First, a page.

Copyright 2000 by Cynthia Arbuthnot for Sharpwriter.com. All Rights Reserved.

Ilene Sirocca
Merrill Joan Gerber begins her story on a December morning when she finds a stray kitten in a crawl space under her house. She has many responsibilities-home, career, family-and she must devote more and more time to her mother, who is in a nursing home. Rescuing and raising a kitten seems to be something she would wish to avoid. To her own surprise, however, she welcomes this new pet into her home and her heart. Soon she is exposed to all the joys, fears and surprises that anyone who has raised a kitten to maturity can understand. At the same time, Merrill faces frustration, distress and deepening despair as her mother's illness worsens.

Old Mother, Little Cat celebrates life, marriage, work and family. It also describes human unhappiness and physical suffering so honestly that reading about them can be painful. Ms. Gerber is unsparing in her self-evaluation as a woman who deeply loves her mother but sometimes can barely get through a visit with her. She admits feeling guilty, impatient and depressed as she tries to make the older woman's life easier-a nearly impossible task. Meanwhile she finds relief and solace in loving the kitten as it grows from an adorable baby to an independent young cat. She also appreciates her good fortune in having the support of her husband, children and sister.

This memoir has such a familiar ring that it occasionally is reminiscent of a family drama or, in lighthearted moments, a situation comedy. The writing, which is excellent, is not to blame for this feeling; it arises because the experiences related here are universal. The book is filled with so much intense suffering, joy and unexpected humor that the phrase "I don't know whether to laugh or cry" is truly applicable.

At the beginning of the book, Ms. Gerber expresses the hope that through her writing she might help others who are in similar situations. I do not know if the story will make these people feel better, but it will help them realize that they are not alone. By sharing her thoughts and emotions with us, the author shows us that there is no age limit on happiness, pain, or the need to give and receive love. Old Mother, Little Cat is not always easy to read, but it is definitely worth the effort.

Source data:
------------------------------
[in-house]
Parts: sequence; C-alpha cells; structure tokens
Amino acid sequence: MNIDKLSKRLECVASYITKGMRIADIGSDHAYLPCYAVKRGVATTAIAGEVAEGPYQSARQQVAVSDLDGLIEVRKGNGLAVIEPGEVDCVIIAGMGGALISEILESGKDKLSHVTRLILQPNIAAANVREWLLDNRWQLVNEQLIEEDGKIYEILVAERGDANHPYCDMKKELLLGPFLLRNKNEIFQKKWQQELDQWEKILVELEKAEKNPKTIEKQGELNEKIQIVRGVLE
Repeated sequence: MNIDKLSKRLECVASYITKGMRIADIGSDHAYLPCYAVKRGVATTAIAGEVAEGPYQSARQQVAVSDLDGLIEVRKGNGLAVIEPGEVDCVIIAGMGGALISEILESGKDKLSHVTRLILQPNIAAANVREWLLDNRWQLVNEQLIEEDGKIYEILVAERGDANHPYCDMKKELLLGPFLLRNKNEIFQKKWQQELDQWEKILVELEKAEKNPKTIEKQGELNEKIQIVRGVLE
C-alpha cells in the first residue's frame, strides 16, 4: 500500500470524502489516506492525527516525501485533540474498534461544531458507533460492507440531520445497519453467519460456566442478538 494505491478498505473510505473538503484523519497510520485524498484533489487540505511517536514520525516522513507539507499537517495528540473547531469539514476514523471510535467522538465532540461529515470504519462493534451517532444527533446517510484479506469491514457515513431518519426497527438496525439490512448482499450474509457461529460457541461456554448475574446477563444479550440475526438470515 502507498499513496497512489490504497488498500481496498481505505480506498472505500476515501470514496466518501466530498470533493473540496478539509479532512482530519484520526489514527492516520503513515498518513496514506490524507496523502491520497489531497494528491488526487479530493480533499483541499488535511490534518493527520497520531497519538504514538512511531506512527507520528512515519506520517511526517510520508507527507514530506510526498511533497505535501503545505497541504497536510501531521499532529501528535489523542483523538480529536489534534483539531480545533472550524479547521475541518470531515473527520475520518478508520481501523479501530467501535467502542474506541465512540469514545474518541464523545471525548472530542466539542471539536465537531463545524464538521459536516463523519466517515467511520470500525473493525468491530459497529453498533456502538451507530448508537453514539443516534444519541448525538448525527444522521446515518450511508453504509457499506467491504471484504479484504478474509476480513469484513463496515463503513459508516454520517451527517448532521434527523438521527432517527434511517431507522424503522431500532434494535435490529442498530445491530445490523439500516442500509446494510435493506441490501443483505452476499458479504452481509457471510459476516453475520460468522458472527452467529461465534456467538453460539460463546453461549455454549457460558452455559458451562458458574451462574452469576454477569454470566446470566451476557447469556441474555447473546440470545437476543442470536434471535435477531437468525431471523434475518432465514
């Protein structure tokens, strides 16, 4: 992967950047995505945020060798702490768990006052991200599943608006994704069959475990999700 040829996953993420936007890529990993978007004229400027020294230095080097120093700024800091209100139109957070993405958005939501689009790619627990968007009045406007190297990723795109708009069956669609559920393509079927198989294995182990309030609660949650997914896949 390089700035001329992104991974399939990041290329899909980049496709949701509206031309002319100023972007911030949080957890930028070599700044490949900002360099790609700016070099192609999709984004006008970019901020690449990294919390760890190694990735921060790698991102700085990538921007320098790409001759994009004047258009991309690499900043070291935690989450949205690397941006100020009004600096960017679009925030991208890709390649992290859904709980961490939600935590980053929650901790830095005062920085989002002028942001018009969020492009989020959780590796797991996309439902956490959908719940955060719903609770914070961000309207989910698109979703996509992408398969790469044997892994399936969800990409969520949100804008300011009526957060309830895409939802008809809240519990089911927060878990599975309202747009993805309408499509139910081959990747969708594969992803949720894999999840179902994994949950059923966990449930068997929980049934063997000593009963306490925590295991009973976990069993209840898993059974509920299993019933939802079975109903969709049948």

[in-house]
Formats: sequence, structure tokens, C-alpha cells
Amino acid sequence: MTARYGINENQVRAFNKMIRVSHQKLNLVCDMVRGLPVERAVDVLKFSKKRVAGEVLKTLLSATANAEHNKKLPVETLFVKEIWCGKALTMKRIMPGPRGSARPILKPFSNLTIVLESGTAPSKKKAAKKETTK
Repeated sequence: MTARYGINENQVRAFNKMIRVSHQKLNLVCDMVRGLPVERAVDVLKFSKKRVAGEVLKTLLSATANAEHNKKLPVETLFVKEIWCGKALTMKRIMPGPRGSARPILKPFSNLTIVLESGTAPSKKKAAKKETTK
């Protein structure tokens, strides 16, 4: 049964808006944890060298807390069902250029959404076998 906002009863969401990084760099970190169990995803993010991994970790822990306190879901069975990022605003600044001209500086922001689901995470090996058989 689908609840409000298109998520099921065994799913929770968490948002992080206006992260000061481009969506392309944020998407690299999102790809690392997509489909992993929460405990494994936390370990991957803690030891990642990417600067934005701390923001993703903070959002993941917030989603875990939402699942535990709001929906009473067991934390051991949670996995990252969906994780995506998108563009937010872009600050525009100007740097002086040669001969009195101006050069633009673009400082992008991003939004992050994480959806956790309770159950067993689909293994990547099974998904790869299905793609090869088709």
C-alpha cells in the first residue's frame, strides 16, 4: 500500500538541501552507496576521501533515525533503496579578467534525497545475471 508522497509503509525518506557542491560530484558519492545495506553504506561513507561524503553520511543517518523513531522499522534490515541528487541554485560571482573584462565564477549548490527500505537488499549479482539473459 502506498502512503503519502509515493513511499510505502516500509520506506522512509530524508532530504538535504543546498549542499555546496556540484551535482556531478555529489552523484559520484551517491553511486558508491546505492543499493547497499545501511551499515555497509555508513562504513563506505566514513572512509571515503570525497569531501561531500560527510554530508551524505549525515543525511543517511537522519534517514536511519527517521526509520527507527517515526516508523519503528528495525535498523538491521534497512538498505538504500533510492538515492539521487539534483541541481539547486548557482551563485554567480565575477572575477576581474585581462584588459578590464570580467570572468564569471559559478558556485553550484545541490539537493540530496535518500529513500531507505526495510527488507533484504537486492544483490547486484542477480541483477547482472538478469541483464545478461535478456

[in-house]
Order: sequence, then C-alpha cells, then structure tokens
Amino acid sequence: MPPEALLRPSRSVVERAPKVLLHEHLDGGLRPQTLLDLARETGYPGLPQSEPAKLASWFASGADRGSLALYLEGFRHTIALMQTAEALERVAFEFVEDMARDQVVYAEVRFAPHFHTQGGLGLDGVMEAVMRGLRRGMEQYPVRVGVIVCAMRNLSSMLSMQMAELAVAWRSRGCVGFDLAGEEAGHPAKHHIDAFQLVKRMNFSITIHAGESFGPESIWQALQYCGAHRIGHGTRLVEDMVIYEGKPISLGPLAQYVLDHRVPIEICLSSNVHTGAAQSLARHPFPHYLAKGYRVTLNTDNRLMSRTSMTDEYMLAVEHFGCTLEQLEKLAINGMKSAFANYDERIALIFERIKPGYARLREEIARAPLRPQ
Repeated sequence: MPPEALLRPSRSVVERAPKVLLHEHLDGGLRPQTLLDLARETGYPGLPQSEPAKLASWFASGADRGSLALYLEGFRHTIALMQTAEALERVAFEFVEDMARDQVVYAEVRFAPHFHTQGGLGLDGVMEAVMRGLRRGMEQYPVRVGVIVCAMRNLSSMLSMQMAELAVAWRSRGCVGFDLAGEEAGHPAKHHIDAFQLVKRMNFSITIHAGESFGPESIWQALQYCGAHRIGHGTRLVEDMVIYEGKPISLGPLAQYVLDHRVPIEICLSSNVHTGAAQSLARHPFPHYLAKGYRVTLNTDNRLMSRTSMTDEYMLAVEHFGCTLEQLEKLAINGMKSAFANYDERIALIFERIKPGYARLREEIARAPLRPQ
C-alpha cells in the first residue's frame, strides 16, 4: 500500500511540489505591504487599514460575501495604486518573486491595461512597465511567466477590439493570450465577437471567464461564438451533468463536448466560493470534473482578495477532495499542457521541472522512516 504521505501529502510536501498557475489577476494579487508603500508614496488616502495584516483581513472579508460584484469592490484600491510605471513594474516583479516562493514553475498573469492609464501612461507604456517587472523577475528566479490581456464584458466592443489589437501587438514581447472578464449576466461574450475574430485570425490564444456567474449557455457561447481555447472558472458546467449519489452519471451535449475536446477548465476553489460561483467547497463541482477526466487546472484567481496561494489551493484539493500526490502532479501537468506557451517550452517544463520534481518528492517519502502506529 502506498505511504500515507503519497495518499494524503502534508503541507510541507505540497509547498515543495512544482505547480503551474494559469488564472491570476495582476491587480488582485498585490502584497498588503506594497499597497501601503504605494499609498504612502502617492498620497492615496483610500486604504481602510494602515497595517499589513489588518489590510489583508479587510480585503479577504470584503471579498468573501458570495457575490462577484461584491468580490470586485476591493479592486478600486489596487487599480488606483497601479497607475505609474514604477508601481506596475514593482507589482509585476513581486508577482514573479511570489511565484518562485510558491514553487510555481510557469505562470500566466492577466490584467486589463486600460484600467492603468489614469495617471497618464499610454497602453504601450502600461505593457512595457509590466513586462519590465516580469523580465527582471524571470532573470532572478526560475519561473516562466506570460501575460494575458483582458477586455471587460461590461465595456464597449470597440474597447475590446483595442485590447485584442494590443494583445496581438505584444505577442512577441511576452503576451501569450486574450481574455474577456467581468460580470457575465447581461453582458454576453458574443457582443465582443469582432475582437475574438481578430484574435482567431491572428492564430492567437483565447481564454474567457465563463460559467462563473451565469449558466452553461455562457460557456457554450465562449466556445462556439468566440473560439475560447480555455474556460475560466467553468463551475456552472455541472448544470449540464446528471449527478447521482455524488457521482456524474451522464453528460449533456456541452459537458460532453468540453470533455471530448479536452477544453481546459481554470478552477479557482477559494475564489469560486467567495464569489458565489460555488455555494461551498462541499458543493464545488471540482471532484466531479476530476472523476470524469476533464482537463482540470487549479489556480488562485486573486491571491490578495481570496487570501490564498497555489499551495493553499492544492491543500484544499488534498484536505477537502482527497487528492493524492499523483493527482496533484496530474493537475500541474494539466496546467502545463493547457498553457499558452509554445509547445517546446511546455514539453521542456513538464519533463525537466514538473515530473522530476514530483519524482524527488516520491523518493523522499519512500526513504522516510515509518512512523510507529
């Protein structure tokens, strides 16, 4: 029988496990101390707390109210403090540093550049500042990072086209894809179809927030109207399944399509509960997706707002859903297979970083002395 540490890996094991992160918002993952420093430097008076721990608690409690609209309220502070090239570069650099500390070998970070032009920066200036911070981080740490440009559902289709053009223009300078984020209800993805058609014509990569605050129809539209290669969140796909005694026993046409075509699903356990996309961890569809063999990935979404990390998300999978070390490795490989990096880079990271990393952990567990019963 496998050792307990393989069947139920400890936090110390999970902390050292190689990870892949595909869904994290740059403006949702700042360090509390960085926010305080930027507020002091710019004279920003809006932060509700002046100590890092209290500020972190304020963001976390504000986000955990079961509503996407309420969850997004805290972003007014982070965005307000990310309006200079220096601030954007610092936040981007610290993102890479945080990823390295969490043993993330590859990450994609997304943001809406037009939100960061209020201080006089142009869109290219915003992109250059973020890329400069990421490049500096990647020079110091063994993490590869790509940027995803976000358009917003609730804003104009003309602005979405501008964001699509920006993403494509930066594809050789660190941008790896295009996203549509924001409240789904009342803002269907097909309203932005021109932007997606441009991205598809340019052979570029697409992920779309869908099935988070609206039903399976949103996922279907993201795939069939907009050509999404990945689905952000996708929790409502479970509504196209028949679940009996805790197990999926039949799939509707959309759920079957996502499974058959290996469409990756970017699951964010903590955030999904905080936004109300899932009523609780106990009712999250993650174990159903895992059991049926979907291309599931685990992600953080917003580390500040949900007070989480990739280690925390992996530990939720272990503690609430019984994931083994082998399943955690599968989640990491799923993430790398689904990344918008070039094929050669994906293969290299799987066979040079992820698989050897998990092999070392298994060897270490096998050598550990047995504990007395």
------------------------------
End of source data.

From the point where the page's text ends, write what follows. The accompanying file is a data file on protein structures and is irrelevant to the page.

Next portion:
Copyright 2000 Ilene Sirocca
RunningRiver Reader (tm)

Katie Greene
As Merrill Gerber steps outside her kitchen door on a dreary winter morning, her mind on the burdensome prospect of her regular visit to her mother in the nursing home, she hears the small, forlorn cry of a lost baby kitten.

With this scene begins a remarkable, deeply personal narrative by acclaimed fiction writer Merrill Joan Gerber. In a journal covering just less than a year, Gerber weaves together two journeys - one into the joy and renewal of emerging life, the other into the anguished helplessness of aging.

OLD MOTHER, LITTLE CAT by Merrill Joan Gerber, author of KING OF THE WORLD and THE KINGDOM OF BROOKLYN, is an introspective memoir.
US Times Bestseller

Product Details

ISBN-13:
9781563522499
Publisher:
Longstreet Press, Inc.
Publication date:
08/21/1995
Pages:
240
Product dimensions:
6.35(w) x 9.30(h) x 1.03(d)